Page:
Jill Jones Talks About Prince ‘All Day, All Night': 365 Prince Songs in a Year
To celebrate the incredibly prolific, influential and diverse body of work left behind by Prince, we will be exploring a different song of his each day for an entire year with the series 365 Prince Songs in a Year.
In 1987, “All Day, All Night” finally saw the light of day when it was released on Jill Jones’ self-titled debut album on Paisley Park Records. The high-energy track marked a rare appearance by the Revolution on a non-Prince record. Despite being one of the best tracks on one of the strongest and most beloved Prince protégée albums, it was never selected to be a single, but remains a fan favorite.
As with many of Prince’s contributions to other artists, the original version with Prince on lead vocals has been on the bootleg circuit for years. It was played live on Prince’s birthday at a special First Avenue concert on June 7, 1984. At that moment, Prince's career changing single, “When Doves Cry," had only been out a few weeks and the release of his blockbuster soundtrack to Purple Rain was still a few weeks away. Prince used the occasion to mark the debuts of “Our Destiny/Roadhouse Garden” (a song that would not get formal release until 2017 on the Purple Rain reissue), “Erotic City” (the future b-side to “Let’s Go Crazy” and “Noon Rendezvous” which was released earlier that day on Sheila E’s debut album.
In Prince’s hands, “All Day, All Night” is a straight-up rocker centered around a haunting spoken word section; in many ways the song shares a spirit with the full-length “Hallway Speech Version” of “Computer Blue” that would also see official release on the reissue. When he remade “All Day, All Night” with longtime collaborator Jill Jones in 1986, they pushed the synths to the front, added some overdubs and laid down new lead vocals.
Jones tells Diffuser that it was the spoken word section that first drew her to the track, and then Prince pushed her further to truly make it her own: “"We kind of got a little crazy with the screaming in it [laughs]. He wanted to keep raising it to a feverish pitch. A frenetic frenzy.”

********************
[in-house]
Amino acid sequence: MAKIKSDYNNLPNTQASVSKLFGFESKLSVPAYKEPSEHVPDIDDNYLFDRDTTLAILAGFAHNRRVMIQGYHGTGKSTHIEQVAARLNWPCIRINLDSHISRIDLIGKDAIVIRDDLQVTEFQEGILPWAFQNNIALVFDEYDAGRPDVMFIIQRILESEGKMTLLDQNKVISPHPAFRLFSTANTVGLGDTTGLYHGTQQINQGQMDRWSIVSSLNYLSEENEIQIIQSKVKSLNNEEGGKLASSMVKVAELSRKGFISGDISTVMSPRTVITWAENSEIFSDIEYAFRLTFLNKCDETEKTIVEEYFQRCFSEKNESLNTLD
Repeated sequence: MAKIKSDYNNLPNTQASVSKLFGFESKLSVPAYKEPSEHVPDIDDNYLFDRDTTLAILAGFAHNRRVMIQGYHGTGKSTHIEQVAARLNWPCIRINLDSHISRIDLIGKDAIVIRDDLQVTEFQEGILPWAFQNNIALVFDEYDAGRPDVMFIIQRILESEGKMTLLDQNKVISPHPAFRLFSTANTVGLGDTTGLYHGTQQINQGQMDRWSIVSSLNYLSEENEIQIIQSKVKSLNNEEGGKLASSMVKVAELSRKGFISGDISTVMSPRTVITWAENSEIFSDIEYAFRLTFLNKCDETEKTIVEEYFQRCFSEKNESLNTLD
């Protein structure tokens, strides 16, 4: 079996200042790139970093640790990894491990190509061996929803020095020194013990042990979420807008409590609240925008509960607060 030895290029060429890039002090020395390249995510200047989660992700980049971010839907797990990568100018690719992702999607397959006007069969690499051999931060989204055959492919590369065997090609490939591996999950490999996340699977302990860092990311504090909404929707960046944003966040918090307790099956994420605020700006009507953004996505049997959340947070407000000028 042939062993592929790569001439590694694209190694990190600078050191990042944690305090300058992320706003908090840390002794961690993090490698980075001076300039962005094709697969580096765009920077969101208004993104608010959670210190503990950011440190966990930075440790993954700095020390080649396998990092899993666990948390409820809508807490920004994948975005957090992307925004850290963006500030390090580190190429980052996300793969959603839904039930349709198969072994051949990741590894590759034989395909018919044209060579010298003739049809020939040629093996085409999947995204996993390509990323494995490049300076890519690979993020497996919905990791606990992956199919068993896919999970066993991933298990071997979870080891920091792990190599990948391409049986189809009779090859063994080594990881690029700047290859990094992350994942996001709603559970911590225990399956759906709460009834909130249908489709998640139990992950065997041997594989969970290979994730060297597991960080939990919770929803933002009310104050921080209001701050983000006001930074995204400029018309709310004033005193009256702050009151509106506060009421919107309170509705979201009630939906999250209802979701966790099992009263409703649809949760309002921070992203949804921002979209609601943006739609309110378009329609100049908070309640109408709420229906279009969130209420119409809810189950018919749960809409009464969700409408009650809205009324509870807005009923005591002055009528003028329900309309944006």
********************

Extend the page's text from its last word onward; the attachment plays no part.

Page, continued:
Listen to Prince's Version of "All Day, All Night"
Prince and Jones keep the lyrics intact, with Prince referring to himself as a “Purple Fox” in his version, Jones a “White Fox” in hers. As Diffuser noted in a post about “She’s Always in My Hair”, Jones had been in Prince’s life as both a romantic and creative partner since the 1999 era; she would continue to collaborate on tracks through the Parade era (Jones appears on the extended version of “Kiss”) and the release of Jill Jones in 1987.
We asked Jones to share the story of how the Jill Jones album and her version of “All Day, All Night” came together. “I was always on his radar,” she says, “but as someone he would call to facilitate vocals on other projects or demos he was working on for other people; so it was a bit hard for him to let me go from that. Many times he would say to me, ‘You don't really want to do this as a solo artist do you?’ (Laughs) I didn't actually sign any contractual agreements with Prince until 1986. His management was eager for my project to be completed, really since 1982, they wanted an album. But during his brief engagement with Susannah [Melvoin] and Under the Cherry Moon filming, a window opened up for me to basically dash off and get an album done. So David Z and I recorded it in NYC, away from the Park. David and I tracked 'All Day, All Night' and Prince and I, I believe went in and did some re-tracking and he was very happy with it. We had very few notes that came back. I remember David and I questioning if it was "white tornado" or "wet tornado" lyrically, and since we couldn't get an answer, we just decided to slur white and wet together (laughs)".
After leaving the Purple Kingdom, Jones has been vocal within and beyond the music industry. While many more of her Prince collaborations remain in the vault, she released an album of original music in 2001 titled Two, and an album singing lead vocals with the Grand Royals in 2004. After Prince’s tragic death, she released a single, “I Miss You” along with a video that lovingly nods to many of Prince’s own iconic video moments.
“I moved out of music actively long ago,” she explains. “I release and perform here and there. I have been in talks to perform a small tour in Europe next year, so we will see. I work for a German company called Qonnexone; we are a 4k streaming solutions company with many new capabilities we are bringing to the forefront. I am involved in marketing and also have a lifestyle branded project, Zen Bitch, soon to launch. I like to stay curious and open in this life. And I feel that if you want to do anything, just do it. Try it all. What the hell.”
And now, Jones' daughter is following her into the spotlight. “I am the proud mama bear, always promoting Azusena,” Jones says. “She is a talent. She is a true artiste. I could only wish I were half the person and talent she is. She writes, plays and sings her own songs. And she just has ‘IT’. No gimmicks. No girly girly ploys. She is the new modern girl. Self sufficient, responsible, self possessed, generous and courageous."